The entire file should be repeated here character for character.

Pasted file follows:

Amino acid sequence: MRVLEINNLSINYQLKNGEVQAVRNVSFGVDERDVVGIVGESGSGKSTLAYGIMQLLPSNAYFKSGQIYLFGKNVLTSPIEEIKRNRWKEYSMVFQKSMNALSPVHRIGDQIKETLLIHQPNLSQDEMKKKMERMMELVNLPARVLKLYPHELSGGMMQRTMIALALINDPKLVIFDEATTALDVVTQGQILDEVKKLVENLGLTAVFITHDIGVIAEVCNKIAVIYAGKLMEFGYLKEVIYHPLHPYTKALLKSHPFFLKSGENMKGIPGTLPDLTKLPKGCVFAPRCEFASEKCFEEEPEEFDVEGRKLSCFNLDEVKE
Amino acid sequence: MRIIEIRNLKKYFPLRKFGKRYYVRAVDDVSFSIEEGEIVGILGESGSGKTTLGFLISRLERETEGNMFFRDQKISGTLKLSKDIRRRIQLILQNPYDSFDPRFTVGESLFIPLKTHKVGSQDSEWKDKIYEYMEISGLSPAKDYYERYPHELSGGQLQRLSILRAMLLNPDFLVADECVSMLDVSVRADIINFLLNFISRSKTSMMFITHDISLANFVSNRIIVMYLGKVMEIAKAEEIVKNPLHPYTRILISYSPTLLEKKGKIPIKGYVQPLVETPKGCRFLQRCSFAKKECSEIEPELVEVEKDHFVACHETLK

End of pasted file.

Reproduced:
Amino acid sequence: MRVLEINNLSINYQLKNGEVQAVRNVSFGVDERDVVGIVGESGSGKSTLAYGIMQLLPSNAYFKSGQIYLFGKNVLTSPIEEIKRNRWKEYSMVFQKSMNALSPVHRIGDQIKETLLIHQPNLSQDEMKKKMERMMELVNLPARVLKLYPHELSGGMMQRTMIALALINDPKLVIFDEATTALDVVTQGQILDEVKKLVENLGLTAVFITHDIGVIAEVCNKIAVIYAGKLMEFGYLKEVIYHPLHPYTKALLKSHPFFLKSGENMKGIPGTLPDLTKLPKGCVFAPRCEFASEKCFEEEPEEFDVEGRKLSCFNLDEVKE
Amino acid sequence: MRIIEIRNLKKYFPLRKFGKRYYVRAVDDVSFSIEEGEIVGILGESGSGKTTLGFLISRLERETEGNMFFRDQKISGTLKLSKDIRRRIQLILQNPYDSFDPRFTVGESLFIPLKTHKVGSQDSEWKDKIYEYMEISGLSPAKDYYERYPHELSGGQLQRLSILRAMLLNPDFLVADECVSMLDVSVRADIINFLLNFISRSKTSMMFITHDISLANFVSNRIIVMYLGKVMEIAKAEEIVKNPLHPYTRILISYSPTLLEKKGKIPIKGYVQPLVETPKGCRFLQRCSFAKKECSEIEPELVEVEKDHFVACHETLK